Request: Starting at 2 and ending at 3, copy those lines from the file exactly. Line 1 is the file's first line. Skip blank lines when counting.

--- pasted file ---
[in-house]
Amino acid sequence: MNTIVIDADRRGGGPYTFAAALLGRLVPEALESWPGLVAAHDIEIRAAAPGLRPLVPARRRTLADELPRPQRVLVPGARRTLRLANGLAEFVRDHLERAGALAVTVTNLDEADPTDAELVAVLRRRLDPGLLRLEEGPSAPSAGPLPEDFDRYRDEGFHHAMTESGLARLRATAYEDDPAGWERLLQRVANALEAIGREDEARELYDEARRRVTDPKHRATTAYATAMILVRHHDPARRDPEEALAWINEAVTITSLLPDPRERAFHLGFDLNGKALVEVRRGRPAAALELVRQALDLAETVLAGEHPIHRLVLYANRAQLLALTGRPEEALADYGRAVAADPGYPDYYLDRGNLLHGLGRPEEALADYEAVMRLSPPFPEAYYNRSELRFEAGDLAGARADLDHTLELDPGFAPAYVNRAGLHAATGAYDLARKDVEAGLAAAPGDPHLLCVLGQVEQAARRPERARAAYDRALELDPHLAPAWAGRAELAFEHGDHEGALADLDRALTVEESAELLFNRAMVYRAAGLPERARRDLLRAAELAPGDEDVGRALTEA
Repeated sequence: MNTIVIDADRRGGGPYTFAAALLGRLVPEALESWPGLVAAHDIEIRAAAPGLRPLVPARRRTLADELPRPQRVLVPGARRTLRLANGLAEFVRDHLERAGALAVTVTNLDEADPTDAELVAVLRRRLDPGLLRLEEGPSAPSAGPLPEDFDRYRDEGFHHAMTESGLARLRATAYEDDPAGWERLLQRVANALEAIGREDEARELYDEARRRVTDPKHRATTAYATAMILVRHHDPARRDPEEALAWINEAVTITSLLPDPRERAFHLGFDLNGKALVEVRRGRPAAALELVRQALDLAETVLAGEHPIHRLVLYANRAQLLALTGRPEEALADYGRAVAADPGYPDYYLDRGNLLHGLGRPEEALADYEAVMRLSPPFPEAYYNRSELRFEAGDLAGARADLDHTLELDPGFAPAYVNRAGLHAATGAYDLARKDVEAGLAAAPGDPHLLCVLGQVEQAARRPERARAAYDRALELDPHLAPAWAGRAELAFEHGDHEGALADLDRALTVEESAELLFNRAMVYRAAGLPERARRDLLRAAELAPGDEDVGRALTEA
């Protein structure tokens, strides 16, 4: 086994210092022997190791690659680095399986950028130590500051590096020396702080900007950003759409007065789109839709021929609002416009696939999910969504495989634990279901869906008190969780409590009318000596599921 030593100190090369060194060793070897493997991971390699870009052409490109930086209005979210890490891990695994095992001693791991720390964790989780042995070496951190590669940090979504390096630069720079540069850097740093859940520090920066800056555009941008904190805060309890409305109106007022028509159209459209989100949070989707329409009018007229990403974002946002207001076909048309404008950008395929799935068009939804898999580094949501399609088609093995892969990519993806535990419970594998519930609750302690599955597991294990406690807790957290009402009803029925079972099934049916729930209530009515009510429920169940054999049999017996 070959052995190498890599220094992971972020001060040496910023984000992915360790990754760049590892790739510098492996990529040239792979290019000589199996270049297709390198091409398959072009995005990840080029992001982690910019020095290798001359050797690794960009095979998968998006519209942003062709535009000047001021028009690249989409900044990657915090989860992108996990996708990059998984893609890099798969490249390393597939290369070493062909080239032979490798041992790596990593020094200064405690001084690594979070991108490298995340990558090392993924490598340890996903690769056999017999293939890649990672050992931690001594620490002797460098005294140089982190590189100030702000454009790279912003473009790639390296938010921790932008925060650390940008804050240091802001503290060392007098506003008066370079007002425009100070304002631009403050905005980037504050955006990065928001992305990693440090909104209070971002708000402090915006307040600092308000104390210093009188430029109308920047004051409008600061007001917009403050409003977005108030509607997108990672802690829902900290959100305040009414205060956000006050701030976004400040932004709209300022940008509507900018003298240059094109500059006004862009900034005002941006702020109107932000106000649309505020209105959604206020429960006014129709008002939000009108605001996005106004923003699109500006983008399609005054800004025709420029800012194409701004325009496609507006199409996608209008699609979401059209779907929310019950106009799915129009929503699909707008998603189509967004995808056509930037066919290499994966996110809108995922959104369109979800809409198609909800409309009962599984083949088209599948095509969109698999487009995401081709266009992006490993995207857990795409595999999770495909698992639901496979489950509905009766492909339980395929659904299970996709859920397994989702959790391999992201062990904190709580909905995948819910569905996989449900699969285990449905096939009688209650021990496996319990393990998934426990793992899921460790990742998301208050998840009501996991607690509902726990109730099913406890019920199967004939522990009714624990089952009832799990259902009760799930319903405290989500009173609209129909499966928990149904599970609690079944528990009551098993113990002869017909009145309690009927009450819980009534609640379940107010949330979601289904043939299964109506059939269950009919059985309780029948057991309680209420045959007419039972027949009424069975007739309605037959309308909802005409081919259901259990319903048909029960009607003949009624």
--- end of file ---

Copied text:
Amino acid sequence: MNTIVIDADRRGGGPYTFAAALLGRLVPEALESWPGLVAAHDIEIRAAAPGLRPLVPARRRTLADELPRPQRVLVPGARRTLRLANGLAEFVRDHLERAGALAVTVTNLDEADPTDAELVAVLRRRLDPGLLRLEEGPSAPSAGPLPEDFDRYRDEGFHHAMTESGLARLRATAYEDDPAGWERLLQRVANALEAIGREDEARELYDEARRRVTDPKHRATTAYATAMILVRHHDPARRDPEEALAWINEAVTITSLLPDPRERAFHLGFDLNGKALVEVRRGRPAAALELVRQALDLAETVLAGEHPIHRLVLYANRAQLLALTGRPEEALADYGRAVAADPGYPDYYLDRGNLLHGLGRPEEALADYEAVMRLSPPFPEAYYNRSELRFEAGDLAGARADLDHTLELDPGFAPAYVNRAGLHAATGAYDLARKDVEAGLAAAPGDPHLLCVLGQVEQAARRPERARAAYDRALELDPHLAPAWAGRAELAFEHGDHEGALADLDRALTVEESAELLFNRAMVYRAAGLPERARRDLLRAAELAPGDEDVGRALTEA
Repeated sequence: MNTIVIDADRRGGGPYTFAAALLGRLVPEALESWPGLVAAHDIEIRAAAPGLRPLVPARRRTLADELPRPQRVLVPGARRTLRLANGLAEFVRDHLERAGALAVTVTNLDEADPTDAELVAVLRRRLDPGLLRLEEGPSAPSAGPLPEDFDRYRDEGFHHAMTESGLARLRATAYEDDPAGWERLLQRVANALEAIGREDEARELYDEARRRVTDPKHRATTAYATAMILVRHHDPARRDPEEALAWINEAVTITSLLPDPRERAFHLGFDLNGKALVEVRRGRPAAALELVRQALDLAETVLAGEHPIHRLVLYANRAQLLALTGRPEEALADYGRAVAADPGYPDYYLDRGNLLHGLGRPEEALADYEAVMRLSPPFPEAYYNRSELRFEAGDLAGARADLDHTLELDPGFAPAYVNRAGLHAATGAYDLARKDVEAGLAAAPGDPHLLCVLGQVEQAARRPERARAAYDRALELDPHLAPAWAGRAELAFEHGDHEGALADLDRALTVEESAELLFNRAMVYRAAGLPERARRDLLRAAELAPGDEDVGRALTEA